AR-15s and similar rifles are banned in Connecticut by name and characteristics, but these weapons are outside the ban. A proposed law would tighten loopholes. Connecticut State Police

Compiled by Madeline Papcun.

Editor’s Note: This article is part of CT Mirror’s Spanish-language news coverage developed in partnership with Identidad Latina Multimedia.

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On June 6, Gov. Ned Lamont signed into law the first comprehensive update of Connecticut’s gun laws since the sweeping reforms enacted a decade ago in response to the mass shooting at Sandy Hook Elementary School.

House Bill 6667, An Act Addressing Gun Violence, was proposed by Lamont and expanded to include measures sought by urban mayors.

What changes does the law make to Connecticut’s gun policies? Here’s what to know.

The bill updates several aspects of CT’s existing gun laws.

H.B. 6667 bans the open carry of firearms and strengthens rules for gun storage and reporting stolen firearms. It also expands a ban on AR-15s and other so-called assault weapons passed in 1993 and updated in 2013.

AR-15s purchased prior to the bans still can be legally owned, if registered with the police. But the new law closed what proponents called a loophole that allowed the legal sale of now-banned weapons if manufactured prior to 1994.

The legislation also further tightens restrictions on military-style weapons and high-capacity magazines that were largely banned after the Sandy Hook school shooting. 

Additionally, the bill regulates the sale of body armor to civilians, generally limits the sale of handguns to three in any one month, increases training requirements for gun permit holders, and raises the minimum age to purchase a semiautomatic rifle from 18 to 21, the same threshold as handguns.

The bill also bans the online sale of kits used to assemble “ghost guns,” firearms that have no serial number and are largely untraceable.

The bill was largely approved along party lines.

House Bill 6667 cleared the House on a vote of 96-51, with seven Republicans in favor and five Democrats opposed. In the Senate, Sen. Tony Hwang, R-Fairfield, joined 23 Democrats in favor. One Democrat, Sen. Cathy Osten of Sprague, did not vote.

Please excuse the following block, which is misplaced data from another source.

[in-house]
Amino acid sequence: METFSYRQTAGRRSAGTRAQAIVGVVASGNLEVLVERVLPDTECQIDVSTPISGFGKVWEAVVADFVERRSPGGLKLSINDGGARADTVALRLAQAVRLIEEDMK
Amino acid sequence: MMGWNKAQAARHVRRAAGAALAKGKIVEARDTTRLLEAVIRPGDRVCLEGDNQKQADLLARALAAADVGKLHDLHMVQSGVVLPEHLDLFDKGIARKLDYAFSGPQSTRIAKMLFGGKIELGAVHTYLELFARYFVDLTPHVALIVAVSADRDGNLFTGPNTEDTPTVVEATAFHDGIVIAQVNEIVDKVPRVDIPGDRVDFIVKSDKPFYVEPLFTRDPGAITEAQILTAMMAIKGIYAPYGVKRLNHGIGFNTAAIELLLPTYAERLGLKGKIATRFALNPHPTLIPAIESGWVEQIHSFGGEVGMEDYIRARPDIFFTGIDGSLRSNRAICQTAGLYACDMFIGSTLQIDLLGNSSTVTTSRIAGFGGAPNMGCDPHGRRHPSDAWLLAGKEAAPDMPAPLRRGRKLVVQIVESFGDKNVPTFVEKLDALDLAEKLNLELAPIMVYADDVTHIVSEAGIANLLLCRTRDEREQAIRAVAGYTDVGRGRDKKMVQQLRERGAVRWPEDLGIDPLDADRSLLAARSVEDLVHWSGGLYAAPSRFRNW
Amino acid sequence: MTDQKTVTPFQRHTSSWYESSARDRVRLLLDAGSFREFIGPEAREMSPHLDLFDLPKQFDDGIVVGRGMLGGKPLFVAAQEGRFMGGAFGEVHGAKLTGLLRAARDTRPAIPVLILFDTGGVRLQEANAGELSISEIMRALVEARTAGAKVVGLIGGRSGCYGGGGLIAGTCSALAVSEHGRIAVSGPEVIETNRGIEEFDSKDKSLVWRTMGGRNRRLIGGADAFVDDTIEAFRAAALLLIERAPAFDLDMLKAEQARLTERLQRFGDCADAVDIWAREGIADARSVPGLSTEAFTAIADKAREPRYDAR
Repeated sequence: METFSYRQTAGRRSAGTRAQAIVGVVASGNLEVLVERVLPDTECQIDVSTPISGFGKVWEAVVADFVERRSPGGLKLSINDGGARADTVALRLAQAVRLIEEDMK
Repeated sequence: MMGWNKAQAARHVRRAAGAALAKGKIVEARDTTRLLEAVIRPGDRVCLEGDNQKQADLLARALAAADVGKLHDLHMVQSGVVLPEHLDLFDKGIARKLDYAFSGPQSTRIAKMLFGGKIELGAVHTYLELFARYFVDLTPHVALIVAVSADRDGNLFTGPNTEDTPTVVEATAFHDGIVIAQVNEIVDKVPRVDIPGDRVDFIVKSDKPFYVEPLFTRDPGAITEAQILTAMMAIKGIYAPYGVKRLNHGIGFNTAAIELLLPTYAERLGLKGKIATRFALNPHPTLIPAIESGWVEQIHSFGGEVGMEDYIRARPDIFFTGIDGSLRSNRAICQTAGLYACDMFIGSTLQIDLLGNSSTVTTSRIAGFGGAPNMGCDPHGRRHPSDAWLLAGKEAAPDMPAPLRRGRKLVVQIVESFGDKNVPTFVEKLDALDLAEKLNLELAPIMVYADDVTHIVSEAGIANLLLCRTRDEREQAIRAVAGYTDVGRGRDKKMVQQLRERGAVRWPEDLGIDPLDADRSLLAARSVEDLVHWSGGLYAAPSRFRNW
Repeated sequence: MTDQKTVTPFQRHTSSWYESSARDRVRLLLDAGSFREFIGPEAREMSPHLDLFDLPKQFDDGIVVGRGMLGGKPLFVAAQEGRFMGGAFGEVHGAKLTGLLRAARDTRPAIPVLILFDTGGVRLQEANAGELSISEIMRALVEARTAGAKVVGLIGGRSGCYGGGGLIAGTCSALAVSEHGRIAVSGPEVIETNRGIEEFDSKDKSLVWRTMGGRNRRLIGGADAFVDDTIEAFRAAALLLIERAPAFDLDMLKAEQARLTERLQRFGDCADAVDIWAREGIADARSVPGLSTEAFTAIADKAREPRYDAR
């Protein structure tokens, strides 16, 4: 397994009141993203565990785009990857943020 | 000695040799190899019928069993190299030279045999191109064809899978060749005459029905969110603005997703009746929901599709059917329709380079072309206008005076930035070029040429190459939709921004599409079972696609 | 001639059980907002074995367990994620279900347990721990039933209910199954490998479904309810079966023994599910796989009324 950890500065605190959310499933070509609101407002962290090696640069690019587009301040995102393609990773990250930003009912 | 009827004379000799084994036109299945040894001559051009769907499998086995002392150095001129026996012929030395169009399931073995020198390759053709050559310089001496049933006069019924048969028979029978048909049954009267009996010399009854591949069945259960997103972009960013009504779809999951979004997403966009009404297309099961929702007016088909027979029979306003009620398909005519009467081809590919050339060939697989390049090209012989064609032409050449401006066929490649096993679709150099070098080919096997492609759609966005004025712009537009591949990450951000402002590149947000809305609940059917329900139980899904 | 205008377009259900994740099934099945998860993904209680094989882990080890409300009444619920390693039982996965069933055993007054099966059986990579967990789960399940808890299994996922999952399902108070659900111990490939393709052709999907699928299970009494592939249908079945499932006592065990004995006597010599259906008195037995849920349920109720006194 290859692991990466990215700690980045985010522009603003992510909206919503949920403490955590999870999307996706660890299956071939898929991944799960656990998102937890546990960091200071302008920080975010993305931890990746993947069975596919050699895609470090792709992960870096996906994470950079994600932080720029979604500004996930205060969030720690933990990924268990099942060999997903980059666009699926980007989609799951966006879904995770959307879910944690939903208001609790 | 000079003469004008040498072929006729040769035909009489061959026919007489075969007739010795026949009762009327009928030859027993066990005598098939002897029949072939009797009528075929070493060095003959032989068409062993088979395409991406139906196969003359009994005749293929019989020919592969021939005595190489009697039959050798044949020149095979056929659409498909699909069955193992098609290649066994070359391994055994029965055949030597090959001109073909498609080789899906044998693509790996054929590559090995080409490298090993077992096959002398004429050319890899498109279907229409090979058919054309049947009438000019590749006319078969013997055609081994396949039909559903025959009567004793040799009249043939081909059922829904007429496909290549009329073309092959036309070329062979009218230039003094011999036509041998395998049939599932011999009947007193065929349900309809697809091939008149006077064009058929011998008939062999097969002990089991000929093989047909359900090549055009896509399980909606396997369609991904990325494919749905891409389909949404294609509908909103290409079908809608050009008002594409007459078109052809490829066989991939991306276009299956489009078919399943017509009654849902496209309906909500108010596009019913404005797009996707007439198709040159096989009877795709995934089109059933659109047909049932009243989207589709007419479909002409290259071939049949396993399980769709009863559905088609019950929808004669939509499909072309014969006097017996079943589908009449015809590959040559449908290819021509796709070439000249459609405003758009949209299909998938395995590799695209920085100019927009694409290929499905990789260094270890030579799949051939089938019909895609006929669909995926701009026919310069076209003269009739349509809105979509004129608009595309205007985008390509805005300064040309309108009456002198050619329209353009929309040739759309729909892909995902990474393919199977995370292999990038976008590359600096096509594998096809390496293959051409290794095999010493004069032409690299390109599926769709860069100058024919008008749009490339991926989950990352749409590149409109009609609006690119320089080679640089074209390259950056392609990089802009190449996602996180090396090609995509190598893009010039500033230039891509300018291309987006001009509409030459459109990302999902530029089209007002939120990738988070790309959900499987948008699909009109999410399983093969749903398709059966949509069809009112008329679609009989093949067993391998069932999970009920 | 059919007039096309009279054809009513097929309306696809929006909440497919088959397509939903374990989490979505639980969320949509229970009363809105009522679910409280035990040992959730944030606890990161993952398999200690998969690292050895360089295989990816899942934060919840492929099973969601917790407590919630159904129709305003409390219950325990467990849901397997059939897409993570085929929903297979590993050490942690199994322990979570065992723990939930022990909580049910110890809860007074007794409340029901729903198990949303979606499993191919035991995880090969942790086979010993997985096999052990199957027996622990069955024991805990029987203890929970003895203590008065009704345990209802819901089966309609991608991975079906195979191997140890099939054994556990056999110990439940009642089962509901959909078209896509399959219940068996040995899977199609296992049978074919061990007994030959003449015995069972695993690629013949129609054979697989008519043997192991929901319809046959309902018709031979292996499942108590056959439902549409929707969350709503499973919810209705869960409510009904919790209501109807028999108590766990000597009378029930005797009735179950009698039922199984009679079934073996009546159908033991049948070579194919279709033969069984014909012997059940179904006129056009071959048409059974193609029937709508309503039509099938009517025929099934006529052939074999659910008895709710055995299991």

A group of Democratic mayors urged certain provisions.

The measure incorporates elements of a tougher approach to gun crimes urged by the Democratic mayors of Bridgeport, Hartford, New Haven and Waterbury, where 80% of all shootings occur in Connecticut.

At the mayors’ request, the bill would target what they described as a relatively small cohort of repeat gun offenders with dedicated court dockets, higher thresholds for bail and probation, and tougher penalties.

Supporters pointed to research showing the effectiveness of gun safety laws.

Democratic supporters of HB 6667 have argued it was a data-driven, public health measure, and said a growing body of research shows that the states with the strongest gun safety laws have the lowest rates of suicides and murders by firearms. The majority of gun death are suicides.

Opponents said the bill is too focused on guns, not the individuals that misuse them.

Republican opponents argued the Connecticut General Assembly is too focused on law-abiding gun owners and the mass shootings that generate headlines and not enough on more commonplace gun crimes: Street shootings with illegal handguns, often involving shooters and victims with criminal backgrounds.

H.B. 6667 could face legal challenges.

Even before final passage, the bill has survived one legal challenge — a request for a temporary restraining order sought by gun owners, which was rejected by a federal judge. Others are expected.

Connecticut’s gun laws have survived repeated legal challenges, whether brought in state or federal court.

Connecticut’s gun legislation is strict compared to other states.

Connecticut has some of the strongest gun safety laws in the U.S., with universal background checks to purchase a firearm or ammunition and the nation’s earliest risk warrant law allowing the seizure of guns from people deemed a threat to themselves or others. 

The state has the fifth-lowest per-capita rate of gun suicides after Massachusetts, New Jersey, New York and Hawaii.

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